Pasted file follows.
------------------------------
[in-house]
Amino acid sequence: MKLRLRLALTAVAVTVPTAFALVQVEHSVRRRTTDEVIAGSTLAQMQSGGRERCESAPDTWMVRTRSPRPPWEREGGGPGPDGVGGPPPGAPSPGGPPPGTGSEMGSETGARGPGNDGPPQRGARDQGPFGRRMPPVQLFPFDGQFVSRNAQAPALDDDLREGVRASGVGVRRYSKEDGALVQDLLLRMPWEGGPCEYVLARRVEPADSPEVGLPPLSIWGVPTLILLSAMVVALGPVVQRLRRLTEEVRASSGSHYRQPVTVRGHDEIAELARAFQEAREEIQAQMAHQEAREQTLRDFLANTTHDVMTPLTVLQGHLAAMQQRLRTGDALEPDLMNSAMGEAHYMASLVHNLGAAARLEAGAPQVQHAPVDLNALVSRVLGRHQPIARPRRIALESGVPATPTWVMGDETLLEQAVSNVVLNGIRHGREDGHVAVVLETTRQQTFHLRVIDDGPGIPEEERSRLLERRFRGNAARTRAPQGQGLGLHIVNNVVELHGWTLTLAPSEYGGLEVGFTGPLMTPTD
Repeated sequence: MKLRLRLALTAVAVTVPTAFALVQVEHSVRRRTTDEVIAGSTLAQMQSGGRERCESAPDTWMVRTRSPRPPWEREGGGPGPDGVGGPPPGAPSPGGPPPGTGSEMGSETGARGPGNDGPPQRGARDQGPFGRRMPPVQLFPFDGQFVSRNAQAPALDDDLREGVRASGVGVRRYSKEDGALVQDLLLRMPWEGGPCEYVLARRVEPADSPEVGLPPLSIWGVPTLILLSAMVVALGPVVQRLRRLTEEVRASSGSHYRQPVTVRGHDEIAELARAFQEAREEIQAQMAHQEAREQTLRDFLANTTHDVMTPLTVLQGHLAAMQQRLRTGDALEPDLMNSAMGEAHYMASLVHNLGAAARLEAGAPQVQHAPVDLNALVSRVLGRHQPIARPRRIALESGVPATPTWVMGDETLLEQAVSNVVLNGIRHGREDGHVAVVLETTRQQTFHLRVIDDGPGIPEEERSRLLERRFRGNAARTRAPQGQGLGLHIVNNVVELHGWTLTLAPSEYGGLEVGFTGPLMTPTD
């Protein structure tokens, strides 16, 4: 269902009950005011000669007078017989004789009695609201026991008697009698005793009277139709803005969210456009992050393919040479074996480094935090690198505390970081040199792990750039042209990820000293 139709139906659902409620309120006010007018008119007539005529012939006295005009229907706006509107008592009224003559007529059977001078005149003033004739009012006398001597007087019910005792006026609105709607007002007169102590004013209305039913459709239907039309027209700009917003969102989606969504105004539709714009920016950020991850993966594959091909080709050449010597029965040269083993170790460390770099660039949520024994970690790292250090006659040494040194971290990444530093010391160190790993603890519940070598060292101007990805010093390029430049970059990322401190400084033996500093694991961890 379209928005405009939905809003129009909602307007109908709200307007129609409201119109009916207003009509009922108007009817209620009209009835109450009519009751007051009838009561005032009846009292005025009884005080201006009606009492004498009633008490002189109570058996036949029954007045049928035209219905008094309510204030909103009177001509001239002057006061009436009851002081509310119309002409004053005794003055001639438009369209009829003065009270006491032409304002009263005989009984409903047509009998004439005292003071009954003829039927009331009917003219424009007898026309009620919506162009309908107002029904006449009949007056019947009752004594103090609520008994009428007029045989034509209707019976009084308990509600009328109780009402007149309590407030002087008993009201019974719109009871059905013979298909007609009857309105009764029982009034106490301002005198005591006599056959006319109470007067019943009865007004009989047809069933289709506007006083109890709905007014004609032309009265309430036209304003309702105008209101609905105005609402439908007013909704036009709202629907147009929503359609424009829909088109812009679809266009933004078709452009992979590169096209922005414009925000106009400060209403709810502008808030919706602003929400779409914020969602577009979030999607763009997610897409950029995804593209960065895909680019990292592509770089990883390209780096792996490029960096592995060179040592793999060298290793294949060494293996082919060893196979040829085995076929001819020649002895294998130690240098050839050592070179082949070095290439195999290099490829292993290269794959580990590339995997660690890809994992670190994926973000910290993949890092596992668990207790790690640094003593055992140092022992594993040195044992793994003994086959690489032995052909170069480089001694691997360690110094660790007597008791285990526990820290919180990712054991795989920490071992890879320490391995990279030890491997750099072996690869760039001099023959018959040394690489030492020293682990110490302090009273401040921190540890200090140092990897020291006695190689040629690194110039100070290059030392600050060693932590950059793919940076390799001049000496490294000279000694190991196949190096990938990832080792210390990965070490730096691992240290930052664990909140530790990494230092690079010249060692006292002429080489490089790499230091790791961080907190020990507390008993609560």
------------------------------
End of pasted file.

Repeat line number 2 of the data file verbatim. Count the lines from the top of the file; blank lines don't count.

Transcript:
Amino acid sequence: MKLRLRLALTAVAVTVPTAFALVQVEHSVRRRTTDEVIAGSTLAQMQSGGRERCESAPDTWMVRTRSPRPPWEREGGGPGPDGVGGPPPGAPSPGGPPPGTGSEMGSETGARGPGNDGPPQRGARDQGPFGRRMPPVQLFPFDGQFVSRNAQAPALDDDLREGVRASGVGVRRYSKEDGALVQDLLLRMPWEGGPCEYVLARRVEPADSPEVGLPPLSIWGVPTLILLSAMVVALGPVVQRLRRLTEEVRASSGSHYRQPVTVRGHDEIAELARAFQEAREEIQAQMAHQEAREQTLRDFLANTTHDVMTPLTVLQGHLAAMQQRLRTGDALEPDLMNSAMGEAHYMASLVHNLGAAARLEAGAPQVQHAPVDLNALVSRVLGRHQPIARPRRIALESGVPATPTWVMGDETLLEQAVSNVVLNGIRHGREDGHVAVVLETTRQQTFHLRVIDDGPGIPEEERSRLLERRFRGNAARTRAPQGQGLGLHIVNNVVELHGWTLTLAPSEYGGLEVGFTGPLMTPTD